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Gore targets battleground states, both concerned over Florida

Updated:

PHILADELPHIA (AP) _ Both predicting victory, Al Gore and George W. Bush sprinted through battleground states and urged supporters to get out and vote on Election Day.

In the 48-hour run-up to Tuesday's election, the two were contesting big states and little, both claiming a confidence belied by a heavy campaign schedule.

``This election comes down to a very few states,'' Gore said Sunday as he made a round of appearances at black churches. ``I need your help on Tuesday.''

Bush was spending the day in Florida, where his brother's status as governor had led many to assume the state would be safely in the GOP column. Polls show Gore running strongly there.

``Great way to start off the stretch run,'' he told reporters before entering St. Andrews church in Jacksonville with wife Laura for services. ``No politics, just prayer and reflection.''

Afterward, shaking hands with the Rev. Gretchen Van Aken, she told Bush: ``Remember, the Lord himself chooses the right man.''

Before leaving for a rally in West Palm Beach, Bush also prayed and had breakfast with the Rev. Billy Graham, who all but endorsed the Republican presidential nominee.

Florida Gov. Jeb Bush also pitched in, telling Sunday talk-show interviewers his brother will win Florida because ``he has a message that people really believe in.''

Gore was sprinting through the close, seeking to energize his political base with appearances before blacks and union leaders. His selection of campaign venues showed his electoral betting.

Gore urged black congregations to ``feel the hope'' and warned they have the most at stake.

``There's a choice on Tuesday between two very different pathways into the future,'' he said.

The Democrat also planned big rallies Sunday in Philadelphia and Detroit, and also was headed to Wisconsin and Iowa. He planned to visit Florida and return to Pennsylvania before Tuesday.

While Gore campaigned in the East and Midwest, running mate Joseph Lieberman covered the West with visits to New Mexico, Nevada, Oregon and Washington state.

He urged activists in Albuquerque, N.M., to stress the differences between Bush and Gore.

``The difference is between night and day, and Al Gore is the day,'' Lieberman said. ``It's the last lap, and with your help it will be a victory lap to the White House.''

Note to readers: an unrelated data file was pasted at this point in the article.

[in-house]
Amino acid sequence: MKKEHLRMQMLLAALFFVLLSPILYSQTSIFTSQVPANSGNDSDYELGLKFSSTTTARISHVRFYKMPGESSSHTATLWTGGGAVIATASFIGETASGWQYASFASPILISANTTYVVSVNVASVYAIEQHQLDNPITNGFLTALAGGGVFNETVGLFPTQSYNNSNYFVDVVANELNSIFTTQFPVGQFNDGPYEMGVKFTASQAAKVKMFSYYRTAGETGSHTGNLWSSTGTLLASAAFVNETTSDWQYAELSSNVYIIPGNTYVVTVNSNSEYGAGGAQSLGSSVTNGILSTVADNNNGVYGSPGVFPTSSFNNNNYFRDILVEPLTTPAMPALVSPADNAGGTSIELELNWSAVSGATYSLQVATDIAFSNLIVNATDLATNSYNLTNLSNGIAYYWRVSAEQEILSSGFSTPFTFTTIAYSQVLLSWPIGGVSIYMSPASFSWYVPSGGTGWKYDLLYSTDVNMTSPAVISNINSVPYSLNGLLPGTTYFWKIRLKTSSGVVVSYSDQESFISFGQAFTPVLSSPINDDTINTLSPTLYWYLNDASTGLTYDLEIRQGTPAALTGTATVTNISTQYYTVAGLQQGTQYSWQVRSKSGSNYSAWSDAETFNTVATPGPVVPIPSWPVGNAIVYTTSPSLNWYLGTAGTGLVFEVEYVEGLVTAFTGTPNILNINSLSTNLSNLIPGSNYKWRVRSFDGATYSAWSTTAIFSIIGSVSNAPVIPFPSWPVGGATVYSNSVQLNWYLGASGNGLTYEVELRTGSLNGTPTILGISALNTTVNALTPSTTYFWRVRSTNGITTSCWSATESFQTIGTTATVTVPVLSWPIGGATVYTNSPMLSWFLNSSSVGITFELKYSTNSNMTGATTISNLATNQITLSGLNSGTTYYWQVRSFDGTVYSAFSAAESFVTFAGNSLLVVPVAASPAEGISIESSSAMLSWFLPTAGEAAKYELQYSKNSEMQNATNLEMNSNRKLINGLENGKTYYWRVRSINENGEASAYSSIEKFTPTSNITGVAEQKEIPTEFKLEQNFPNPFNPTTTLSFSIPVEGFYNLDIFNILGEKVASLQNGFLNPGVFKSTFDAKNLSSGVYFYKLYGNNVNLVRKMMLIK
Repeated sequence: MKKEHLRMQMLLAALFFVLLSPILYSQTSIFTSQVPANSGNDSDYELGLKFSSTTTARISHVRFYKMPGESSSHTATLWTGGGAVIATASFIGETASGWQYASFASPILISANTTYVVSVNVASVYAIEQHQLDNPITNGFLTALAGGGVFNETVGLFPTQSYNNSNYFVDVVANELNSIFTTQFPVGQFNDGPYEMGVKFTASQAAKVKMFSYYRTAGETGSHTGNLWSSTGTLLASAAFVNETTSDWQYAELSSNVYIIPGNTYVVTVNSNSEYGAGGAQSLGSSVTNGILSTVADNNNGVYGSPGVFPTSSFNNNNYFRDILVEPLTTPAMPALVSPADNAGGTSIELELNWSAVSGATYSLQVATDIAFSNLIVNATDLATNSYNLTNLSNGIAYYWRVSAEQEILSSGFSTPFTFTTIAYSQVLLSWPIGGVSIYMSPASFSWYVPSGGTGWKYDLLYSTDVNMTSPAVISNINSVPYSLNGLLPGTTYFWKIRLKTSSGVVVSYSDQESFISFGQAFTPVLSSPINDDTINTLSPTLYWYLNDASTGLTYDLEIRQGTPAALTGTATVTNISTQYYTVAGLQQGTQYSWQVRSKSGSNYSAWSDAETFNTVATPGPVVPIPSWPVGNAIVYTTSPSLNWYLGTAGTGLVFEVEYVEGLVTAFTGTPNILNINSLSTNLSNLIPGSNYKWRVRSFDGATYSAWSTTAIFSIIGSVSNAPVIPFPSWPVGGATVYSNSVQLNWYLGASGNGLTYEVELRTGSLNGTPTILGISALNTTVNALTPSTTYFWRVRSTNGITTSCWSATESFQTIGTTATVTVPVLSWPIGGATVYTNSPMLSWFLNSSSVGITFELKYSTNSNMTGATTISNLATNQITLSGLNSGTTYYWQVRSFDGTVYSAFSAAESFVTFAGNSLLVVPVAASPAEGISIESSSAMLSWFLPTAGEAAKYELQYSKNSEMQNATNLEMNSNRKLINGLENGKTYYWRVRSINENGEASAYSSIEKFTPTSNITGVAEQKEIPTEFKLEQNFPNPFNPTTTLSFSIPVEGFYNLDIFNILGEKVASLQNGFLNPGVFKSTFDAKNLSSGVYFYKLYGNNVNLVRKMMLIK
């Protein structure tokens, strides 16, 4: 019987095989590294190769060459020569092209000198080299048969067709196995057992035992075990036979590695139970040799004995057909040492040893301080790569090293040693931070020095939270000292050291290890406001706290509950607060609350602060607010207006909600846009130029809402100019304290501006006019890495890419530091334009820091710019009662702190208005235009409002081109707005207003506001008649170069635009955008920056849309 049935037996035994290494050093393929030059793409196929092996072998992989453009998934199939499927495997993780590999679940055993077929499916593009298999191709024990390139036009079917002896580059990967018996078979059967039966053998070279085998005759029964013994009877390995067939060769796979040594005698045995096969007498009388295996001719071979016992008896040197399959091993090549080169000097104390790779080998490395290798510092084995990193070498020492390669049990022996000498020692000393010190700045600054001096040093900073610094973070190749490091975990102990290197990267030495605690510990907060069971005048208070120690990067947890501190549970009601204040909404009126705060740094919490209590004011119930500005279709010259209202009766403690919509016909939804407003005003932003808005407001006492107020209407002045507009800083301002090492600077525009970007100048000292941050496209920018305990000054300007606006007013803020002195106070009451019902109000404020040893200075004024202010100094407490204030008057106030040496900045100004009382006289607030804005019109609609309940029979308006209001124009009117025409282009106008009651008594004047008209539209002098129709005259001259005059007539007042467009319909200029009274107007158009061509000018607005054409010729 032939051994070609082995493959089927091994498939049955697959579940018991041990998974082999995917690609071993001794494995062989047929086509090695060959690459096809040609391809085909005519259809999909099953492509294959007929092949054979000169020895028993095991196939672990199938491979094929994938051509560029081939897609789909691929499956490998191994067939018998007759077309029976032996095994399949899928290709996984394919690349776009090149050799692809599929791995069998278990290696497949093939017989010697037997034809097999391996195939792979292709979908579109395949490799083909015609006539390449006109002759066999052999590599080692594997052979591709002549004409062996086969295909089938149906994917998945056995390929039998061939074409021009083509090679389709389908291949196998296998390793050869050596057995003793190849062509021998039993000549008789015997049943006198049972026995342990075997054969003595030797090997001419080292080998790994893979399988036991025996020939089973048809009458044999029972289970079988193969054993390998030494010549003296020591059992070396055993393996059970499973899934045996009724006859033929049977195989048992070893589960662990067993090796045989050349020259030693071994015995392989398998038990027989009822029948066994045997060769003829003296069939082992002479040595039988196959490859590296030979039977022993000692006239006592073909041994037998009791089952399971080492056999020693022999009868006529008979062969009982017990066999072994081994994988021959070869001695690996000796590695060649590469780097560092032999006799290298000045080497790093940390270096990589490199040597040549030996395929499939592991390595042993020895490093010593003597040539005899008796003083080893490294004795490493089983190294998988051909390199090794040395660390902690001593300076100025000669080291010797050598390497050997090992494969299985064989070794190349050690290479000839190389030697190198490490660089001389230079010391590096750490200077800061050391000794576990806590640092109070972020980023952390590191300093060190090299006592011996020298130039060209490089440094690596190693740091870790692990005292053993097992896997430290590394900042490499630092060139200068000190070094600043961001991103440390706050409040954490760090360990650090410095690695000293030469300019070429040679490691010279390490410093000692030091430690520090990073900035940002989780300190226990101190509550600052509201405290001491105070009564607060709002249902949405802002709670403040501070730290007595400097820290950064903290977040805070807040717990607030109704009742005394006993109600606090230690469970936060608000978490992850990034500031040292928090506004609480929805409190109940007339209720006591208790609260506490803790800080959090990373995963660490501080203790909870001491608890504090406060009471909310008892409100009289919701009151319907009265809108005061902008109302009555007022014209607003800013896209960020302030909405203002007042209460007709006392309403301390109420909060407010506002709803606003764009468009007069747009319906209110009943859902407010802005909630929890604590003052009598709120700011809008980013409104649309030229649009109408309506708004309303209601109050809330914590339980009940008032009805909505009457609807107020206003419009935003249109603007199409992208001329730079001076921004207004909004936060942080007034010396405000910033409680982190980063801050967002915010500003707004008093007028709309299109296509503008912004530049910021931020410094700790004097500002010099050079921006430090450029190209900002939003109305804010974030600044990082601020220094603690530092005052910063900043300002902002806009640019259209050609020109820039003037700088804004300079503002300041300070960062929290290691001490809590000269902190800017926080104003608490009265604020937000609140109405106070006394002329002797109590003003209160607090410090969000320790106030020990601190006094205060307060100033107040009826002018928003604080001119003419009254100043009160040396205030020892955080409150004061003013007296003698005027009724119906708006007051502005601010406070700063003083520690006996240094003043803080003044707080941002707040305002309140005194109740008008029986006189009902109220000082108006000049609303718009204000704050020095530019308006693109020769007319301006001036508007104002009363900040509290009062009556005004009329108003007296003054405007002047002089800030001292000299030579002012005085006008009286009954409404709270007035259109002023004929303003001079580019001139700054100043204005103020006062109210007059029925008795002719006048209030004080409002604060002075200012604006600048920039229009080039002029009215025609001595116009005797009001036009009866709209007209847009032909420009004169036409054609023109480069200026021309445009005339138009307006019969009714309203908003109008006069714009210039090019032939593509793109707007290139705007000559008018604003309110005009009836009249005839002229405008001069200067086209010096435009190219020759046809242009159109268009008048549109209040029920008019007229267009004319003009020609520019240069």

Bush running mate Dick Cheney was campaigning in California and Nevada.

Most national polls give a slight edge to Bush, but Gore is running strong in some big battleground states and the two are often crossing paths as they contest the same states.

Pennsylvania and Michigan are key to Gore's strategy, while he hopes to steal an unexpected victory in Florida that would hurt Bush's effort by grabbing that state's 25 electoral votes.

There was little subtlety in the campaign's close. Bush was making his core argument that voters are ready for a change after eight years of controversy under President Clinton, while Gore was saying the administration has gotten the economy perking and voters should keep the prosperity going.

Under those themes, Bush argues that Gore can't be trusted and Gore warns that Bush cares only for the wealthy. Both are seeking to project an air of confidence, claiming campaign momentum in the race's final hours even as they took nothing for granted.

``We're coming down the stretch,'' Bush told backers Saturday. ``I want you to man those phones. With your help, we're going to win.''

``We're going to win,'' Gore said. ``Write it down _ book it.''

Bush said the stark contrasts he's sketched should ``spell victory on November 7.''

Both also claimed backing from unlikely quarters. Bush pointed to a sign declaring a Democrat to be backing Bush. ``You're not alone, buddy,'' Bush chortled.

``I saw a sign over there that said `Republicans for Gore' and I appreciate that,'' said Gore.

Gore warned that middle-class families have the biggest stake in this year's election.

``My friends, we need to respond to the needs of working families,'' said Gore. ``I will be a president for the working people.''

Both were preparing to head home to await Tuesday's verdict. Bush plans to watch returns in Austin, Texas, while Gore heads to Nashville, Tenn.

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